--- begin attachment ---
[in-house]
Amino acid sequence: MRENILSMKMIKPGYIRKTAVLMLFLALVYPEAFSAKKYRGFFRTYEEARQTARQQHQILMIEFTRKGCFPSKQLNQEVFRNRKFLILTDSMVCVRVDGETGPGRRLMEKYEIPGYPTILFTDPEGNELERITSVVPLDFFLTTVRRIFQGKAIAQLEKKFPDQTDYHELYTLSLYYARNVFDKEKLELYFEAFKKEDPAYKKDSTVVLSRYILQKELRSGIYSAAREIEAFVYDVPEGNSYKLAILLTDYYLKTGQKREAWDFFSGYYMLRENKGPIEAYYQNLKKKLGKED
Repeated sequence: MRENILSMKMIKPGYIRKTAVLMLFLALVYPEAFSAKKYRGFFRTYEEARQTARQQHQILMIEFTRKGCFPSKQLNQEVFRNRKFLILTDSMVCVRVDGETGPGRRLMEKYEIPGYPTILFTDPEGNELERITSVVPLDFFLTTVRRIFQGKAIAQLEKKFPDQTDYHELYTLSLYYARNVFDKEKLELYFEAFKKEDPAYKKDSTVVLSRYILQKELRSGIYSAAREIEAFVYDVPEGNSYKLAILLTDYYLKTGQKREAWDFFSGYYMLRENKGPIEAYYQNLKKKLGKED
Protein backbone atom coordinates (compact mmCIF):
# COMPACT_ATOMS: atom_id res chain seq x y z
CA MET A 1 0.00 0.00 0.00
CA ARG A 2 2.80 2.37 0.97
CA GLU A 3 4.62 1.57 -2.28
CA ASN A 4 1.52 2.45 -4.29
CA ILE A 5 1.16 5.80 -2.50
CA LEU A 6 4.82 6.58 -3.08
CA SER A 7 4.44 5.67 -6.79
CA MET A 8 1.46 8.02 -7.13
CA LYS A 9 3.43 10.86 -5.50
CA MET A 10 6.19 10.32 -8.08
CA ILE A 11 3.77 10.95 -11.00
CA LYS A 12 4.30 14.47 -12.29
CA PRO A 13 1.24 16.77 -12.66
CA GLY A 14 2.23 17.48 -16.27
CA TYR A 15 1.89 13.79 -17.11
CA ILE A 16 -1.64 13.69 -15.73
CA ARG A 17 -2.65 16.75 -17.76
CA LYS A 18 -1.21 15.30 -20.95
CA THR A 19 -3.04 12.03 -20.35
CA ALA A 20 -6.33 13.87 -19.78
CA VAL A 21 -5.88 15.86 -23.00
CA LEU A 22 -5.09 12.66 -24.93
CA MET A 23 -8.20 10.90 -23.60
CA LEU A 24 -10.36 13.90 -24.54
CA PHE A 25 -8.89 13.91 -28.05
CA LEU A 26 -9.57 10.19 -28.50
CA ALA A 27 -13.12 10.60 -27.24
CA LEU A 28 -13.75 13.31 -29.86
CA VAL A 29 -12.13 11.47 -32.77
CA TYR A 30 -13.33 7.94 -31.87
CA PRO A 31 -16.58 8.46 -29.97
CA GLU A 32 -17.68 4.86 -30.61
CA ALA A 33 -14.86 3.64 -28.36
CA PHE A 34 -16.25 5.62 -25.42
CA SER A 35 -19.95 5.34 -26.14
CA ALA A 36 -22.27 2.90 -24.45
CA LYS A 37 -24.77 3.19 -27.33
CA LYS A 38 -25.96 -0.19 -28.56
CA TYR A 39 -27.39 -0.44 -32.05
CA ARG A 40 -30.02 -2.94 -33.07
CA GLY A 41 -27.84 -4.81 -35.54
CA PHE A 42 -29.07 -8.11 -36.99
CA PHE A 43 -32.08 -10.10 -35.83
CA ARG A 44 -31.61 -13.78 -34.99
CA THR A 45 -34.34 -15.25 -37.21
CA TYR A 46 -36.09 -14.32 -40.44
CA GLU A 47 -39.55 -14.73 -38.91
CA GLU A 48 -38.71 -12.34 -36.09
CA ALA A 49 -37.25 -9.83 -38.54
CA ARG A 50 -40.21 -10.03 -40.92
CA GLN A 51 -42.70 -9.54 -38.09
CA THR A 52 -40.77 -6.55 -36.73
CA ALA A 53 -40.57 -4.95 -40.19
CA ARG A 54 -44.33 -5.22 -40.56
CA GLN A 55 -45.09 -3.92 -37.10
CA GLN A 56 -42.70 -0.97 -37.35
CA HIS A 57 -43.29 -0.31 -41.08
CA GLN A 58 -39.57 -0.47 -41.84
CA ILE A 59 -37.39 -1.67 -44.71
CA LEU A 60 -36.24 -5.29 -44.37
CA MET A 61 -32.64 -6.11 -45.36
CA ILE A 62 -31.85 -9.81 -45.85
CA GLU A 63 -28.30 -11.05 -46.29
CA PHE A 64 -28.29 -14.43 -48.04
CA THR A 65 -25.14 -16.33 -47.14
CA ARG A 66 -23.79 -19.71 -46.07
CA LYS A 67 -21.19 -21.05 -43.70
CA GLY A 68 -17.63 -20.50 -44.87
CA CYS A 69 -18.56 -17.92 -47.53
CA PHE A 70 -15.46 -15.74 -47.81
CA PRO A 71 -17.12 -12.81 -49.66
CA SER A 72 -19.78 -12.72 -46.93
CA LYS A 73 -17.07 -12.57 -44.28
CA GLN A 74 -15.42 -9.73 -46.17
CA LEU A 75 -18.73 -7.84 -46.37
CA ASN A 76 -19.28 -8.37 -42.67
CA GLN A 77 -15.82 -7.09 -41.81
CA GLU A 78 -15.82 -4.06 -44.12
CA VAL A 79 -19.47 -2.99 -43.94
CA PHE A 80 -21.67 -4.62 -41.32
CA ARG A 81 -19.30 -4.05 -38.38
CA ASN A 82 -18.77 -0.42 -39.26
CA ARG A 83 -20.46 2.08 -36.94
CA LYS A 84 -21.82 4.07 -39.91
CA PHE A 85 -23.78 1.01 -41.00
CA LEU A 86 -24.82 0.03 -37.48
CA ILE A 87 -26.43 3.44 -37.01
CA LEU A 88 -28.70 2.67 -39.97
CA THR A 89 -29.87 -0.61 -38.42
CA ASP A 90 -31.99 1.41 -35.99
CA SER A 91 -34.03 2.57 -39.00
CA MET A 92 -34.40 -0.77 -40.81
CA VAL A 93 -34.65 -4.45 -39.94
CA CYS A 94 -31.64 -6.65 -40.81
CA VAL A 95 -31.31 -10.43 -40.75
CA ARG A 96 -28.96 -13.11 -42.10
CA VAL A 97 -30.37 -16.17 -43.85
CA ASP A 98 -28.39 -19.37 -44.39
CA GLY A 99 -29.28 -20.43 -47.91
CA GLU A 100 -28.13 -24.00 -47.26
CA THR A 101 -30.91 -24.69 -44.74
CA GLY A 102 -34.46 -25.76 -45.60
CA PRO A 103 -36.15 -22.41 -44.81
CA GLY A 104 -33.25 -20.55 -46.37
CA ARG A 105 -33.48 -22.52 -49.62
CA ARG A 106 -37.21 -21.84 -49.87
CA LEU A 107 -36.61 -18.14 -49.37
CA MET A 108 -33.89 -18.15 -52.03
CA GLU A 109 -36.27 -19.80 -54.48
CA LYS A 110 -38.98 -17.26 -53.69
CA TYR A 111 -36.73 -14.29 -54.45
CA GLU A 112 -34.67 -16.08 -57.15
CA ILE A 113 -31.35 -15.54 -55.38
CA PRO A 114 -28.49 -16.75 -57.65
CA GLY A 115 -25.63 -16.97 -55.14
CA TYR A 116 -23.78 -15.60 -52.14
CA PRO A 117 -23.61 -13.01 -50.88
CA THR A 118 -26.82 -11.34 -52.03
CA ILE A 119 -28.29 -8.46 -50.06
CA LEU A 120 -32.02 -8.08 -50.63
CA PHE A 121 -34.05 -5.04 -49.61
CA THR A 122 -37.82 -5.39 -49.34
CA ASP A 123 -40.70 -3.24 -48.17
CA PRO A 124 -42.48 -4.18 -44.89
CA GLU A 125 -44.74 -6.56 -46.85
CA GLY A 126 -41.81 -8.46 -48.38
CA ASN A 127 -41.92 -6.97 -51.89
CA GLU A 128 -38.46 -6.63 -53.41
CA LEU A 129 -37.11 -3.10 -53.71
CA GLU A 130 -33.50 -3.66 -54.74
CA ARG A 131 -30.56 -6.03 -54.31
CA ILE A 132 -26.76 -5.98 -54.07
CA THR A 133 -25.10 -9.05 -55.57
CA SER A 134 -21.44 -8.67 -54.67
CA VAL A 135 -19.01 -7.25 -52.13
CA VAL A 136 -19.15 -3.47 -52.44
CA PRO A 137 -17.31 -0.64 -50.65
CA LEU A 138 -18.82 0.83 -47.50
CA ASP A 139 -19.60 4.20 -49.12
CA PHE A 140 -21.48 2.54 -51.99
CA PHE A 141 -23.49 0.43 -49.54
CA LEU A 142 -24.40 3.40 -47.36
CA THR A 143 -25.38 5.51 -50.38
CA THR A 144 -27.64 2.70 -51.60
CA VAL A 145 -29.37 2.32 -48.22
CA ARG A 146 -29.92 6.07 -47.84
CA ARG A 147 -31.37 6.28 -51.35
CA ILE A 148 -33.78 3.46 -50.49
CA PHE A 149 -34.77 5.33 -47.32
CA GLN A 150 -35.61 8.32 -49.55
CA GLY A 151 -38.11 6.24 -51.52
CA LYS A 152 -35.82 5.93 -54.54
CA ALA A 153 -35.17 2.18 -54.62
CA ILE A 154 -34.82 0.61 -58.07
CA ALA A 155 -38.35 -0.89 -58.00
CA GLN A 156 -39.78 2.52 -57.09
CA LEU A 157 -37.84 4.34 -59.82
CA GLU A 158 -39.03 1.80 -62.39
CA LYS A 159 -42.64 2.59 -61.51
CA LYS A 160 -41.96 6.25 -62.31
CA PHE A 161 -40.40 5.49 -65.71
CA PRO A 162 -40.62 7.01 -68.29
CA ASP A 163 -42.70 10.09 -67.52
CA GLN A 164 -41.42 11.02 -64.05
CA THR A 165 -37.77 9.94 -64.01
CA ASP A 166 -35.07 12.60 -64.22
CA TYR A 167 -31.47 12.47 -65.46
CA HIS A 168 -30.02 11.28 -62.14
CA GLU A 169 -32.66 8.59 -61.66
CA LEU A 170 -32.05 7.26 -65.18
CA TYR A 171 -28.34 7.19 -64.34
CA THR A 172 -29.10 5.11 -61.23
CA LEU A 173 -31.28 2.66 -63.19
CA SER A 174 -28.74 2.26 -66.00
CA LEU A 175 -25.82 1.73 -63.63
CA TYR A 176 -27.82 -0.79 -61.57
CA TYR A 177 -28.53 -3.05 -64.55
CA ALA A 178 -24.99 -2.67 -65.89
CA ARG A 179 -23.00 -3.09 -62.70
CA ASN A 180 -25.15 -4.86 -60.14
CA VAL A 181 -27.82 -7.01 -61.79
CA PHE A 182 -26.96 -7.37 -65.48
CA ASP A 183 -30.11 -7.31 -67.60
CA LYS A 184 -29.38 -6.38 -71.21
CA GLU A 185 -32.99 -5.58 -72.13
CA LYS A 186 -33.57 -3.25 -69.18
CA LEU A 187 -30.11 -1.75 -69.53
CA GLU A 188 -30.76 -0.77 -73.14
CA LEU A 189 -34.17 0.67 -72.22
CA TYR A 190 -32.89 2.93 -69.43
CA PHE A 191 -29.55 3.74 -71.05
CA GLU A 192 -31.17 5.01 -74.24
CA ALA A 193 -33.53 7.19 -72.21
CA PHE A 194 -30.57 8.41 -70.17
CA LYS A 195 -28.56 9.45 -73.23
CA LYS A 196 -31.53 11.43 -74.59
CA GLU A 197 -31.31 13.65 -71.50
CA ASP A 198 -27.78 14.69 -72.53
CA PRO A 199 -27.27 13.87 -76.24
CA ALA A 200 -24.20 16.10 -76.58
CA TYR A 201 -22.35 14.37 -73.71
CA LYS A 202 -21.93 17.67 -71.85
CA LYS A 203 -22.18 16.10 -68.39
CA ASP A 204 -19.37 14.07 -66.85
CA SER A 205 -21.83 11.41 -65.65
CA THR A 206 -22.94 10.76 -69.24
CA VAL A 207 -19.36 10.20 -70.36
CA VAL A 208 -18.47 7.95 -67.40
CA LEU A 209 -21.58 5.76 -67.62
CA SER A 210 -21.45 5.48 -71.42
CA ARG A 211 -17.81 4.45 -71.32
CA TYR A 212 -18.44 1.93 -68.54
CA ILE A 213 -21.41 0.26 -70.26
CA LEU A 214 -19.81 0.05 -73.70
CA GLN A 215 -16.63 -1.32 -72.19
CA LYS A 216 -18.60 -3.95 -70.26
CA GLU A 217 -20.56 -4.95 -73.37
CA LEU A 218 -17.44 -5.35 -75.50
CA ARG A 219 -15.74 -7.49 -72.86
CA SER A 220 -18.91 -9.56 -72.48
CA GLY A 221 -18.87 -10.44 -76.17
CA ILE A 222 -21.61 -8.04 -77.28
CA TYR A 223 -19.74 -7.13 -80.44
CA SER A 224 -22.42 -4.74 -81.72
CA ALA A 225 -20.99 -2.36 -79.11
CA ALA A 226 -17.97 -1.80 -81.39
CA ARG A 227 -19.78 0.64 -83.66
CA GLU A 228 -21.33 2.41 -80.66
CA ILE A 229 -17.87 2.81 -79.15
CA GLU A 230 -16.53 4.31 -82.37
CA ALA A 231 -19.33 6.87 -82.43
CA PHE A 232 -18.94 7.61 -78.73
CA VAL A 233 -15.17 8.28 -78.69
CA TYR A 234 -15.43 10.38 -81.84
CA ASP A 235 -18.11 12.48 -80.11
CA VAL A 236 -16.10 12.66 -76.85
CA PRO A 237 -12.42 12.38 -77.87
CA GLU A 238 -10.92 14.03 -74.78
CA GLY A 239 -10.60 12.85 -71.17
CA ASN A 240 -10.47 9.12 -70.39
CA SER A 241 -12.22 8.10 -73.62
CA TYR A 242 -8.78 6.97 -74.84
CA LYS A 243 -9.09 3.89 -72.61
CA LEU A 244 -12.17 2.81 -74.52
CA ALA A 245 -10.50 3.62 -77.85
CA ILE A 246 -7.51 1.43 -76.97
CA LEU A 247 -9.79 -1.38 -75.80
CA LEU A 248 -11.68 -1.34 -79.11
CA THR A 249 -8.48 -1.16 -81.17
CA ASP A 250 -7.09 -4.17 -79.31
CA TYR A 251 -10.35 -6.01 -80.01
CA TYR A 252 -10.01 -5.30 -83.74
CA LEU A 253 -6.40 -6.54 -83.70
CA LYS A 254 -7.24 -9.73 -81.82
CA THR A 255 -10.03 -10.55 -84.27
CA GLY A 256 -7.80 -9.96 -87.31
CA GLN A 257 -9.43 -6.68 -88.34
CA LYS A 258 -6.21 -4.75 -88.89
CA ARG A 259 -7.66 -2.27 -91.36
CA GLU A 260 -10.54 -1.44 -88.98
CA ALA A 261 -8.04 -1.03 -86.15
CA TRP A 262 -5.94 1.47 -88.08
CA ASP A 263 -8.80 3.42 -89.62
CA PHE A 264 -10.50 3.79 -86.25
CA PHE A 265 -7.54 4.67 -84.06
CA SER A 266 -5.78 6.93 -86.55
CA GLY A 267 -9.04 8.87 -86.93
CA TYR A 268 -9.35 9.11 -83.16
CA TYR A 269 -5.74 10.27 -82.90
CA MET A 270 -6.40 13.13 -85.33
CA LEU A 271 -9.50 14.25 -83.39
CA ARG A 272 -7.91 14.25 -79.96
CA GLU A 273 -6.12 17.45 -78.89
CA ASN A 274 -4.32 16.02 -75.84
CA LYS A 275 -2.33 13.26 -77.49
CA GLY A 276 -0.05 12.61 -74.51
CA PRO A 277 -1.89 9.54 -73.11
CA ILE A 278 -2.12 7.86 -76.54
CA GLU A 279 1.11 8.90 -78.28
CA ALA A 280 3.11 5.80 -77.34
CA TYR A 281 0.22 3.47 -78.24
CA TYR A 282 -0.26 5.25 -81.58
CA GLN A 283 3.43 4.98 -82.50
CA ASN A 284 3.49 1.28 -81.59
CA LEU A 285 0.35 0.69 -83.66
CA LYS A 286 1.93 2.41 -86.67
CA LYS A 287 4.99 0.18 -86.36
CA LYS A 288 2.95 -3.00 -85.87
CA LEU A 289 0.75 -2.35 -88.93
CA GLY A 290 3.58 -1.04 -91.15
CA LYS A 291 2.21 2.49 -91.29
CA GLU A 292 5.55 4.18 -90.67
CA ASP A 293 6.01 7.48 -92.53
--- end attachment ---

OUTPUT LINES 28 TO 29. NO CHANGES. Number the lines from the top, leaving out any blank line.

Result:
CA MET A 23 -8.20 10.90 -23.60
CA LEU A 24 -10.36 13.90 -24.54